This Sunday we heard seven verses from Chapter 4 of the Book of Judges. This is the only time in the three year lectionary cycle that we hear anything from this book. Judges is a collection of stories of the cyclical leadership of Israel. The cycle was generally Israel would fall into sin, bad things happen, a judge would be lifted up, Israel would repent, things would get better, and then the slide back into sin. There were six judges in all. The brief passage introduces us to Deborah, the only judge that was a woman. Deborah is also the only judge that was viewed as uniformly positive and identified as the “mother in Israel.”

You might be surprised by the stories told in judges. This is the book where the story of Samson and Delilah is told. It includes military battles and intrigue to rival Game of Thrones. But more importantly, when we read the whole book, in the context of the larger story of God, we see again and again that God is faithful, even when we are not. 

Maybe this week you can take a moment and turn to a part of the Bible you have not read before, you might be surprised what you find there. I hope you join us at BSC for our last Holy Eucharist of the semester at 11:45 am today, or drop by the Trinity Commons this afternoon. 

– Kelley

SCHEDULE

Tuesday

  • 11:45 a.m. Worship at BSC
    I will be on campus at 10 am, come by and say hello. Then join us IN THE CHAPEL for a short service of Holy Eucharist.
  • 3-6 p.m. Drop-in Hours at Trinity Commons
    Come by for a chat or just to take a break.

Sunday

  • 6 p.m. Worship at Trinity Commons & Zoom
    Join us for Holy Eucharist in the chapel. We will again welcome the Rev. Emily Collette as our preacher. Sunday Supper following the service. Wear a mask and invite a friend. You can also join us via Zoom.

This Sunday – 24th Sunday After Pentecost

This Sunday.

Psalm 123
1 To you I lift up my eyes, *
     to you enthroned in the heavens.
2 As the eyes of servants look to the hand of their masters, *
     and the eyes of a maid to the hand of her mistress,
3 So our eyes look to the Lord our God, *
     until he show us his mercy.
4 Have mercy upon us, O Lord, have mercy, *
     for we have had more than enough of contempt,
5 Too much of the scorn of the indolent rich, *
     and of the derision of the proud.

Psalm 123 is one of the fifteen Songs of Ascent. These songs are thought to have been sung by pilgrims making their way to Jerusalem for worship. They tend to be short and therefore easy to memorize. While verses 1-3 of Psalm 123 look to God as the source of mercy, verses 4-5 express the frustration and suffering of the people. This is a people that have had enough. The people have returned from exile, but yet they are still suffering. The complaint of contempt and scorn is so general that we cannot determine the precise historical context, but this ambiguity allows this psalm to be the prayer of the people of God in every generation.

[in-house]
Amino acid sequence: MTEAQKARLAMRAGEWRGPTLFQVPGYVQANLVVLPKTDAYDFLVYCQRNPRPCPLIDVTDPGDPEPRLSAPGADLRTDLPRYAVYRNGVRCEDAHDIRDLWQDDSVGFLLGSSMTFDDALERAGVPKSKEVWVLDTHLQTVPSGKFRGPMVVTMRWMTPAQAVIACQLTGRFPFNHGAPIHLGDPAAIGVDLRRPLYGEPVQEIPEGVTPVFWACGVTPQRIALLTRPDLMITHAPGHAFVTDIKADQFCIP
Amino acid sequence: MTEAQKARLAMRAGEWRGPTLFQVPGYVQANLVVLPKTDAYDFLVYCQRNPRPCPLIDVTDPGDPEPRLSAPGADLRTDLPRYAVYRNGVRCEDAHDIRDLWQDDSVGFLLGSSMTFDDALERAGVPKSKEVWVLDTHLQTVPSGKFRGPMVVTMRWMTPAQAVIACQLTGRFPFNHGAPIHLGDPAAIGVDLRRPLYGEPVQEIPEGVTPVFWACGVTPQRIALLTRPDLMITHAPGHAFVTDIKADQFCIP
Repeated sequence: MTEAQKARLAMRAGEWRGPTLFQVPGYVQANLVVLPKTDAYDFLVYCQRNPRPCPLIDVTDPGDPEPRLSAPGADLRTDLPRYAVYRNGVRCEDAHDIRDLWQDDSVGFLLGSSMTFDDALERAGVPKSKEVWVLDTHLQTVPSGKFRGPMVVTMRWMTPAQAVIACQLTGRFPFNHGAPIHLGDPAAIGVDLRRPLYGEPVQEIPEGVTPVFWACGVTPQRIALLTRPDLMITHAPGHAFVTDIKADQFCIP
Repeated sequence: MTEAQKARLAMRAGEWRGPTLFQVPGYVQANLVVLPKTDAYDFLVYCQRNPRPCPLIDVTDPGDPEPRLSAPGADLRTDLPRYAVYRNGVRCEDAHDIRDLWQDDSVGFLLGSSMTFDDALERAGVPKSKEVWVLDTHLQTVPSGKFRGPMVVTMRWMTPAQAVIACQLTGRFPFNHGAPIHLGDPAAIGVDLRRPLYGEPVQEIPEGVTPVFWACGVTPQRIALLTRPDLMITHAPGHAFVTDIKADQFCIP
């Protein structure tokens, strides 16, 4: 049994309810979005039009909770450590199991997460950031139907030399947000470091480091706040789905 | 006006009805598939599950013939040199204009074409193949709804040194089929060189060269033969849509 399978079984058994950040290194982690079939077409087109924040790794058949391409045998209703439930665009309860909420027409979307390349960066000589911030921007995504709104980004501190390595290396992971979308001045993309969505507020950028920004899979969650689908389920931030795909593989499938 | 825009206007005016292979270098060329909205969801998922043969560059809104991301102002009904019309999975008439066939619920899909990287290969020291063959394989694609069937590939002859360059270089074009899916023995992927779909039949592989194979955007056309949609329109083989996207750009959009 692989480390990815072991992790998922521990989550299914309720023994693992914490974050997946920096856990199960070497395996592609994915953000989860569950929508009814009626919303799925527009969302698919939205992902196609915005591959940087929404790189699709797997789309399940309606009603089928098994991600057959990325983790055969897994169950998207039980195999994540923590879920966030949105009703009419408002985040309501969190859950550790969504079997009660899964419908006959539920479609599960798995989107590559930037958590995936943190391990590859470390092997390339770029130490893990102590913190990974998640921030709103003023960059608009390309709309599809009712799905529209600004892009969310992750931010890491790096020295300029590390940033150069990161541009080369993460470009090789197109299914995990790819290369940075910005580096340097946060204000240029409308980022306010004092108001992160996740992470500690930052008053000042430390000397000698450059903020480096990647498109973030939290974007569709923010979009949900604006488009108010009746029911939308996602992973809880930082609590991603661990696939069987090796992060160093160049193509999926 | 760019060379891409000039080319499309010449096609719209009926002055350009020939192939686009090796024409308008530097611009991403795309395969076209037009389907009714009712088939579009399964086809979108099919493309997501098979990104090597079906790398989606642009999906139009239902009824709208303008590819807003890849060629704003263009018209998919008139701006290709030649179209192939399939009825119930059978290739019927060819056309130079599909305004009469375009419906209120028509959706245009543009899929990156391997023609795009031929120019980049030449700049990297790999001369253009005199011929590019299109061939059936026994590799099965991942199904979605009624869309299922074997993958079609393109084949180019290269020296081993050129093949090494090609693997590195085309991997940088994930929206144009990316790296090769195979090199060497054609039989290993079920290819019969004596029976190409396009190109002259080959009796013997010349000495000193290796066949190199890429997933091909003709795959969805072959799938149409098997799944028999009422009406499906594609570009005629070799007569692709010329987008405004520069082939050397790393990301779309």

We have made it through the election, but our news and social media are still filled with scorn and contempt. We have gotten good news about a possible COVID vaccine, as the COVID numbers increase dramatically. It feels a bit like we have done what we were supposed to do–vote, wear masks, physically distance–but yet the suffering continues. I find comfort in the words “So our eyes look to the Lord our God, until he show us his mercy.” There is comfort in that I am not alone. There is comfort in saying the words that generations of the people of God have said in times of suffering. 

Join us this Sunday as we gather so our eyes look to the Lord. We will welcome Bishop Kee Sloan and the Venerable Lou Thibodaux. Join us for Holy Eucharist at 6 pm and supper following. Remember to wear a mask. You can join us at Trinity Commons or on Zoom (bulletin).

– Kelley

This Week – 11/09/20

This Week.

Thank you to all the folks that were present, joined virtually, or offered well wishes and prayers for my ordination on Saturday. It was a beautiful and joy-filled service. If you were not able to join live, the service is available here

It’s hard to believe that we are already near the end of this semester. I must admit at the beginning of the semester I expected that we would have another shutdown. But all y’all kept vigilant with COVID precautions, and we have been able to continue to gather. 

In the reading from Matthew this week, Jesus tells a parable about 10 bridesmaids, 5 of which are deemed wise and 5 foolish. All 10 were excited for the bridegroom to arrive and were dressed and lamps lit. All 10 fell asleep when the bridegroom did not arrive on time. The 5 that are found to be wise were those that brought extra oil. They came ready, filled with hope, but knowing that things may not go as planned or as they would like it. Because of their preparation, they were able to refill their lamps and to join the bridegroom at the celebration.

Very little about 2020 has gone as planned or hoped for. Be we are still called to be ready. To be ready to seek and serve Christ in all persons. To be ready to work for justice and peace. That means saying our prayers, wearing masks and physically distancing, and keep washing our hands. We may be tired of all this, but we have got to keep vigilant and be ready.

I hope you join us on campus at BSC for Holy Eucharist at 11:45 am today, or drop by the Trinity Commons. Also, another reason to be ready is that the bishop is coming! Bishop Kee Sloan and the Ven. Lou Thibodaux will be with us on Sunday for Holy Eucharist and supper. 

– Kelley

SCHEDULE

Tuesday

  • 11:45 a.m. Worship at BSC
    I will be on campus at 10 am, come by and say hello. Then join us IN THE CHAPEL for a short service of Holy Eucharist.